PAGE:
The most expensive places for childcare in Greater Manchester revealed as nursery costs soar
We’ve been looking at how much childcare costs in each local authority in Greater Manchester as a report says prices are going up and there are fewer places.
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A new report has painted a concerning picture of the childcare sector, saying parents are facing prices going up while having fewer places to choose from.
To see what parents in Greater Manchester are facing, ManchesterWorld has taken a look at how much childcare is on average in each of the city-region’s 10 boroughs with the help of the data team at NationalWorld.
Costs across the city-region vary somewhat, with parents in some boroughs only facing an average cost of just over £4.50 an hour for care for a two-year-old and others potentially looking at a figure well over £6.
The figures, based on a government survey, show that parents in London face the biggest costs by some distance, with the 10 most expensive local authority areas in the country all in the capital. To coincide with the release of the latest report on childcare, some parents have been sharing stories of having to shell out as much as 80% of their income on child care alone.
What does the data show for Greater Manchester?
The figures, which are published by the Department for Education and come from its Survey of Childcare and Early Years Providers for 2022, seeks to establish the average hourly cost of childcare for a two-year-old in every local authority in England.
The most expensive childcare in Greater Manchester by some margin is in Salford, where the mean hourly cost is £6.76. However, as fewer than 30 providers responded to the survey in Salford this figure should be treated with a degree of caution.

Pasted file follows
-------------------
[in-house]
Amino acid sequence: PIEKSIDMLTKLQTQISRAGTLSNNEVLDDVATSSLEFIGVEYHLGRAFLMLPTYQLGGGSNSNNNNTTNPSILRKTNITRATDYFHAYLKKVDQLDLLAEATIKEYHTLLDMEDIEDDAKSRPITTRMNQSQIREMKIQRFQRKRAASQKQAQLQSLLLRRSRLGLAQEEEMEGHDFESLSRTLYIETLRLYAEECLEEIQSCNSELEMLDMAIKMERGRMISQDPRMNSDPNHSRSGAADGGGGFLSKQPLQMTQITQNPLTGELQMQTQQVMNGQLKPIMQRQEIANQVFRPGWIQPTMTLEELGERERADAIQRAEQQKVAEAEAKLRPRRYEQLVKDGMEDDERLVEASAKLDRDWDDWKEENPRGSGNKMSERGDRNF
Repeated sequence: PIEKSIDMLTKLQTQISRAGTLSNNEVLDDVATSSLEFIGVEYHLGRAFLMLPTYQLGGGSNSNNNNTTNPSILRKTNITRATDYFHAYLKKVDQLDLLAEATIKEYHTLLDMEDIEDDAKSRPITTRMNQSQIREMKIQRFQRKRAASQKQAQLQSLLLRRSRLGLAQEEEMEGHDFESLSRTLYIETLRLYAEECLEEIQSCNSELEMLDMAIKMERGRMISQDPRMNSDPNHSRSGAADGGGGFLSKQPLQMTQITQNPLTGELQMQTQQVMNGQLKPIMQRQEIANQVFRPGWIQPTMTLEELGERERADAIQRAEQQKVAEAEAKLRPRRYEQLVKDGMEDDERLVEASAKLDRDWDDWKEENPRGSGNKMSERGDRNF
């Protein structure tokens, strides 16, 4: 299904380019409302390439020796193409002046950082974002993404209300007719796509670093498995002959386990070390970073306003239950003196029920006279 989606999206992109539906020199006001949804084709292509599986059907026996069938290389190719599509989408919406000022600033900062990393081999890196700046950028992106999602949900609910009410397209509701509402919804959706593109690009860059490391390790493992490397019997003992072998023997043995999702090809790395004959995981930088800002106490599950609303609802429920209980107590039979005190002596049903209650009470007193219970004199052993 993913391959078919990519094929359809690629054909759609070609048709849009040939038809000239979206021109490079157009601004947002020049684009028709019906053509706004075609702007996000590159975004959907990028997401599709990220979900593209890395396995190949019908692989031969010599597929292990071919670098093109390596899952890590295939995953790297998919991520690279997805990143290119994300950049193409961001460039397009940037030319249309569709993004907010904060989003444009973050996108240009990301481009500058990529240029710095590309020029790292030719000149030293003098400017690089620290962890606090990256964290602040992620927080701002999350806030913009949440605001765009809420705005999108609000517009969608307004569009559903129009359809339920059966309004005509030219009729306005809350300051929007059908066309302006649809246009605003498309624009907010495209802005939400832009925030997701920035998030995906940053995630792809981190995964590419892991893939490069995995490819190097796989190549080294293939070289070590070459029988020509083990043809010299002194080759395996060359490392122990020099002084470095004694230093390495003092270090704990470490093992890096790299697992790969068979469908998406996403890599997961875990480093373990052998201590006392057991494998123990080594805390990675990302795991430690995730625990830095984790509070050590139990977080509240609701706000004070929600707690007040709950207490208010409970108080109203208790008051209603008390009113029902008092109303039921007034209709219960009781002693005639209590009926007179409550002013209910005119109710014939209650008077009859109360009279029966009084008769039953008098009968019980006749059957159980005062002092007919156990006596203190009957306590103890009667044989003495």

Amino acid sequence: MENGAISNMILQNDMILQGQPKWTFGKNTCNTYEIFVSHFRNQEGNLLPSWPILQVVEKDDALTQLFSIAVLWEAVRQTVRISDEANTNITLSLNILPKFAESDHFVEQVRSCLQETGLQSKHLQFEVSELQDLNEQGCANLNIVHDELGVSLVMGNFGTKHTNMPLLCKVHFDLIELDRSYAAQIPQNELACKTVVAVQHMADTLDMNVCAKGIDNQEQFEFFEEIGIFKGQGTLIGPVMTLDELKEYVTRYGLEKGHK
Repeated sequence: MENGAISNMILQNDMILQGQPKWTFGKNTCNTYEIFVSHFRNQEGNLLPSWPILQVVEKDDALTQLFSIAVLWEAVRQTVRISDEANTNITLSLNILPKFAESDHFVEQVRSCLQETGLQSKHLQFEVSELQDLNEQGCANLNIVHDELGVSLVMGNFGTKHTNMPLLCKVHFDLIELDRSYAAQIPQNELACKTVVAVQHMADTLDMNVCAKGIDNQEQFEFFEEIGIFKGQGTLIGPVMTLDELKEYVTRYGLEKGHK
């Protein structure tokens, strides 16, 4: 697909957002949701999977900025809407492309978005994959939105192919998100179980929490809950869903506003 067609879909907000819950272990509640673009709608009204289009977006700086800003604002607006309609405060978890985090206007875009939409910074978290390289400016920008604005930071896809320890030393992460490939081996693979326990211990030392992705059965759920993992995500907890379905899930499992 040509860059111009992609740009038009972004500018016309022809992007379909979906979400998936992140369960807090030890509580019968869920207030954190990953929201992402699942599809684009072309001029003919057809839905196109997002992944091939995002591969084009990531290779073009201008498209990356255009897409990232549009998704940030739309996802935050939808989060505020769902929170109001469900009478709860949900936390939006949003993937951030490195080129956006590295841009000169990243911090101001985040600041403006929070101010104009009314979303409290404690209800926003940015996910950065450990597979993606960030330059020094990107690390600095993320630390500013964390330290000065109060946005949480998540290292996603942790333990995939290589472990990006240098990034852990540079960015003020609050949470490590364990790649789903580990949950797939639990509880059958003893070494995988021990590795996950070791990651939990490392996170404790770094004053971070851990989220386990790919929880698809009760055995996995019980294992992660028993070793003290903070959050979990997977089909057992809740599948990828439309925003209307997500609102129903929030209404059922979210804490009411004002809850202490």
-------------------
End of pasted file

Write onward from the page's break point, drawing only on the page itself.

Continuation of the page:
The most expensive childcare in an authority where the figure is not indicative was in Trafford, charging an average of £5.95 for a two-year-old per hour.
Parents in Manchester are looking at £5.85 an hour, while care is £5.25 an hour in Tameside, £5.15 in Bury, £5.03 in Stockport and £5 exactly in Bolton.
The most affordable childcare in Greater Manchester is in Wigan at £4.53 per hour, followed by Rochdale at £4.79 and Oldham at £4.99 an hour (though this is also an indicative figure due to how many providers filled out the survey).
Nationally childcare costs for two-year-olds range from an average of £4.12 per hour in Hull to a comparatively eye-watering £9.78 per hour in the London boroughs of Hammersmith and Fulham and Kensington and Chelsea.
The survey covers two-year-olds because working families get 30 hours a week of free childcare once their child reaches the age of three.
What has been said about the data and about childcare costs?
The charity behind a new report on childcare in England says many families are facing bills which are simply too high. According to Coram Family and Childcare’s annual survey, the average price of a full-time nursery place (50 hours) a week for a child aged under two is now £273.57 in England.
The charity is calling on the Government to reform the childcare system to ensure a place is guaranteed for every child who needs it and parents only pay what they can afford.
Megan Jarvie, head of Coram Family and Childcare, said: “The need for reform of the childcare system is urgent. As well as eye watering bills, parents are facing widening gaps in availability of the childcare they need.”
Coram’s report also says there has been a concerning reduction in the number of childcare places available across the pre-school age range. Local authorities told the charity there were problems in the sector including retaining, recruiting and paying staff, the rising cost of energy, the cost of food and the funding rates they receive.
A Government spokesperson said it had spent more than £20 billion over the past five years to support families with the cost of childcare.
Shadow education secretary Bridget Phillipson says reforming the childcare system would be her first priority if Labour won the next general election.
As the latest reports have been released on childcare some parents have been telling news organisations that childcare costs are consuming as much as four-fifths of their income.